Kettering Professor to Fund 3D Scanning Laser Doppler Vibrometer with NSF Grant

A man holds a tablet with an image popping out of different hexagons. Each hexagon has a different symbol in it such as a lightbulb, pie chart, brain, beaker or tools.

The National Science Foundation has awarded Dr. Javad Baqersad, Associate Professor of Mechanical Engineering at Kettering University, a Major Research Instrumentation (MRI) grant of $577,750 to acquire a 3D scanning laser Doppler vibrometer (3DSLDV).

The instrument will incorporate a technique using coherent lights to measure the velocity of vibrating objects, allowing high-fidelity vibrations for high-temperature, lightweight and rotating structures.

The vibrometer’s capabilities will be critical for research in biomedical engineering; acoustic pressure in ultrasound therapy; skin and soft tissue characterization; structural health monitoring and damage detection; material modeling; and microstructure optimization. The research will fuel the development of materials with improved vibration performance; microstructural characterization of acoustoplastically deformed structures; uncertainty characterization in additive manufacturing metamaterials; dynamic analysis of tires and contact patch mechanics; and monitoring lithium-ion batteries.

The traditional measurement of vibrations used an accelerometer, which needed to be attached to its subject via an adhesive or hardware. The fact that this instrument measures vibrations without touching its subject is extremely valuable. 

Some of the research will include measuring human skin and soft tissue to detect possible skin conditions and monitoring the health and life of wind turbines. It will measure the vibratory characteristics of tires as they relate to tire forces developed at the contact patch, which is where the tire contacts the road. This could result in safety systems to detect things humans can’t see, such as black ice. The vibration behavior of electric motors will also be measured to improve the sound quality and ensure exterior noise is loud enough for visually impaired pedestrians to detect oncoming vehicles.

“This instrumentation will enable a breadth of projects that have the potential to be significantly impactful in the areas of providing sustainable energy sources, using lightweight materials to develop fuel-efficient cars and improving human health,” Baqersad said. “It will also enhance research in non-destructive inspection, energy, lithium-ion battery monitoring, additive manufacturing and material science.”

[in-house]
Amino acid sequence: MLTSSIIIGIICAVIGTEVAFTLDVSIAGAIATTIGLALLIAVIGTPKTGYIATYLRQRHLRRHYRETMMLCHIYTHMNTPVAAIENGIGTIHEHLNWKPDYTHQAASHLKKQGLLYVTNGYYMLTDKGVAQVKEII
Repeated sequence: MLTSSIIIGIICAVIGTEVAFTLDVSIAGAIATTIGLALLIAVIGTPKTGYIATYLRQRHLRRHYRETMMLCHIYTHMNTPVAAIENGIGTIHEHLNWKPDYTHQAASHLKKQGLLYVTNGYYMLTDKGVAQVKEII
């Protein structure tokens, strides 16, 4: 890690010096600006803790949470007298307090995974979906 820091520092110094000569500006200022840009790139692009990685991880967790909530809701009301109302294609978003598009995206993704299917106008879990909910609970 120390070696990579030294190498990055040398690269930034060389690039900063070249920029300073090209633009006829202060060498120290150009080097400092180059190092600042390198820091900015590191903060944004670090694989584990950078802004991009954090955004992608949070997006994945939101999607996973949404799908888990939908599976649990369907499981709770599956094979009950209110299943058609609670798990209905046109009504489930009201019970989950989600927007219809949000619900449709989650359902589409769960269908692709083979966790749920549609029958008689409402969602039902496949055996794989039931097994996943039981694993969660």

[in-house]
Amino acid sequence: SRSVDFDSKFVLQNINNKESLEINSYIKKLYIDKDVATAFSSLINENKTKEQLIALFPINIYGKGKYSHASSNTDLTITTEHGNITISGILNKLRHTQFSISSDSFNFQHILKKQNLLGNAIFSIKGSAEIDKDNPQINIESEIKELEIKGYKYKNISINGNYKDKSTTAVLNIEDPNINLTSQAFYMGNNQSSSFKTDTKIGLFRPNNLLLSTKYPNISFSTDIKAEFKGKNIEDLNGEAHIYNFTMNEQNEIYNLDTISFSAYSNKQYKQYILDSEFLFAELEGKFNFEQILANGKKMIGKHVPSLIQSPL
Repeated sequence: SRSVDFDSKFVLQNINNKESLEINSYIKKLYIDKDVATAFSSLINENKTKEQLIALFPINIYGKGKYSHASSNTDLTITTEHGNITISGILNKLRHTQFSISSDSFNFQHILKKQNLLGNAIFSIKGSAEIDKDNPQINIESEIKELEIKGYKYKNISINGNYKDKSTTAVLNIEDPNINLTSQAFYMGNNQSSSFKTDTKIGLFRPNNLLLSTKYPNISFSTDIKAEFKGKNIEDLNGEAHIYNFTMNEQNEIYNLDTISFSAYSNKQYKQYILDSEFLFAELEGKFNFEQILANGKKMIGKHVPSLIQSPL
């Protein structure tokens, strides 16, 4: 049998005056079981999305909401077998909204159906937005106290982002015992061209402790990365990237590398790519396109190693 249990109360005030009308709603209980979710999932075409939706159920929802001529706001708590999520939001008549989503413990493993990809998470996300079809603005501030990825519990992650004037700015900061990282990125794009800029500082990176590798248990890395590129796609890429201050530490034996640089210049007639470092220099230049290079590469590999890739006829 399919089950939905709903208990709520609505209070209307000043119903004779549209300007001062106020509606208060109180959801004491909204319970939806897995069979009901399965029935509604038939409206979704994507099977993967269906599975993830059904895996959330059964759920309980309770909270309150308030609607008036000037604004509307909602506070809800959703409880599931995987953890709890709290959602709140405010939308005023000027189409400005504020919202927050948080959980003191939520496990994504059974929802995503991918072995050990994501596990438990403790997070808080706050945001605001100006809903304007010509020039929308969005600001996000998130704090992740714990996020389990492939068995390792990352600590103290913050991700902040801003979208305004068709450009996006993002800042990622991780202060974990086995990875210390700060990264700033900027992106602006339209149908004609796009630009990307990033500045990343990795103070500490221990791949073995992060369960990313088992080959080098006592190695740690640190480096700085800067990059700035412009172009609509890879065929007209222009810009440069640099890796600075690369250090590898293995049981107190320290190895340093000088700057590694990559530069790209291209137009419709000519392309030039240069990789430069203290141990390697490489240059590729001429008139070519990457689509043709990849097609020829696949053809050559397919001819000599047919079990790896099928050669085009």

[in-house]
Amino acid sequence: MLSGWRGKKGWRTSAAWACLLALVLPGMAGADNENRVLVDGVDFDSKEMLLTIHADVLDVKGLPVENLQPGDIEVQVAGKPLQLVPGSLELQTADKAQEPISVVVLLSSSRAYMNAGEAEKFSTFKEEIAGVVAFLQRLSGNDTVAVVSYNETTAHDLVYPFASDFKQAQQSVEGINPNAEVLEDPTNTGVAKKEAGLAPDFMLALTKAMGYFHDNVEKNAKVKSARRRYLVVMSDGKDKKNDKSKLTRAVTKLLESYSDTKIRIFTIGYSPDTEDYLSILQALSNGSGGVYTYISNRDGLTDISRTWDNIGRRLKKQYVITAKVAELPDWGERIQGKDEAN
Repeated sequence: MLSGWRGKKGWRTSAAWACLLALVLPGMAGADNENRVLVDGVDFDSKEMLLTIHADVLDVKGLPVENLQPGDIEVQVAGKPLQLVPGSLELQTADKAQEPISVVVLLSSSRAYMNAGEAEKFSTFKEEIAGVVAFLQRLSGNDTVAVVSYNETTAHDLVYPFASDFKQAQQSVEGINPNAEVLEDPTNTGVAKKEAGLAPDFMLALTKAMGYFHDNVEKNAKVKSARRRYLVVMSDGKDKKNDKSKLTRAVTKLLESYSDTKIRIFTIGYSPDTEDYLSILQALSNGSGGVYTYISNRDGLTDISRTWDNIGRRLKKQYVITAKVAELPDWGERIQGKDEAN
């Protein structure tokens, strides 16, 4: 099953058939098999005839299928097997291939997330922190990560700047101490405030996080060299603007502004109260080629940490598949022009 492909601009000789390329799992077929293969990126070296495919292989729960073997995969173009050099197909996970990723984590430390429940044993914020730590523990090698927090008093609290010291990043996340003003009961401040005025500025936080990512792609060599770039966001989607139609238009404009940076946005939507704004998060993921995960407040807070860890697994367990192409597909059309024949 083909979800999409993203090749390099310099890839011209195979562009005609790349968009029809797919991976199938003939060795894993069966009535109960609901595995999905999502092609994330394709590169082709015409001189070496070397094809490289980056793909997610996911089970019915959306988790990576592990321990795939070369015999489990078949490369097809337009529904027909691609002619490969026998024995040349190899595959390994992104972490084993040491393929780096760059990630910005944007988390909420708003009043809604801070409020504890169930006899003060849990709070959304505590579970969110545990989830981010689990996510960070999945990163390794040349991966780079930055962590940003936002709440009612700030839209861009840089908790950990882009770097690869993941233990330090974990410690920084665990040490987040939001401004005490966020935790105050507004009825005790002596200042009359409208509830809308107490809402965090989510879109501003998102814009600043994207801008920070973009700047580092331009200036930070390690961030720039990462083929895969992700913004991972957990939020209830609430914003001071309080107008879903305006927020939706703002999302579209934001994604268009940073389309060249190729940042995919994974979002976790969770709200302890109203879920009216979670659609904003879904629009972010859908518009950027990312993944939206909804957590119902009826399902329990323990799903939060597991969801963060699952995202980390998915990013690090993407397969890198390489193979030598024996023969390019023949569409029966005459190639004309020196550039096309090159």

Dr. Jennifer Bastiaan, Associate Professor of Mechanical Engineering; Dr. Timothy Stiles, Associate Professor of Physics; Dr. Seyed Jamaleddin Mostafavi Yazdi, Associate Professor of Mechanical Engineering; and Dr. Foroogh Rouhollahi, Assistant Professor of Chemical Engineering, are Co-Principal Investigators on the project. 

“This is a cool and useful instrument that will help Kettering University faculty, staff and students create knowledge in the areas of tire contact patch mechanics, battery electric vehicle exterior noise and beyond,” Bastiaan said. “Both our undergraduate and graduate students will have access to a state-of-the-art tool that will help prepare them for their future careers in industry and academia.” 

The MRI Program and the Division of Civil, Mechanical and Manufacturing Innovation (CMMI) fund the grant.

This is the third significant grant the NSF has awarded to a Kettering faculty member this year. A team of Kettering University faculty members received a $398,946 grant in August to build meaningful partnerships among faculty and industry, resulting in increased research engagement and the establishment of an internship program for graduate students. Dr. Demet Usanmaz, Assistant Professor of Physics, received a $249,999 grant in June to increase clean energy generation by designing new thermoelectric materials that convert waste heat to electricity. 

Kettering University has received more than $2 million in research grants this year. Since 2016, the University has received more than $16 million in sponsored program funding that keeps Kettering on the cutting edge of technology and applied research.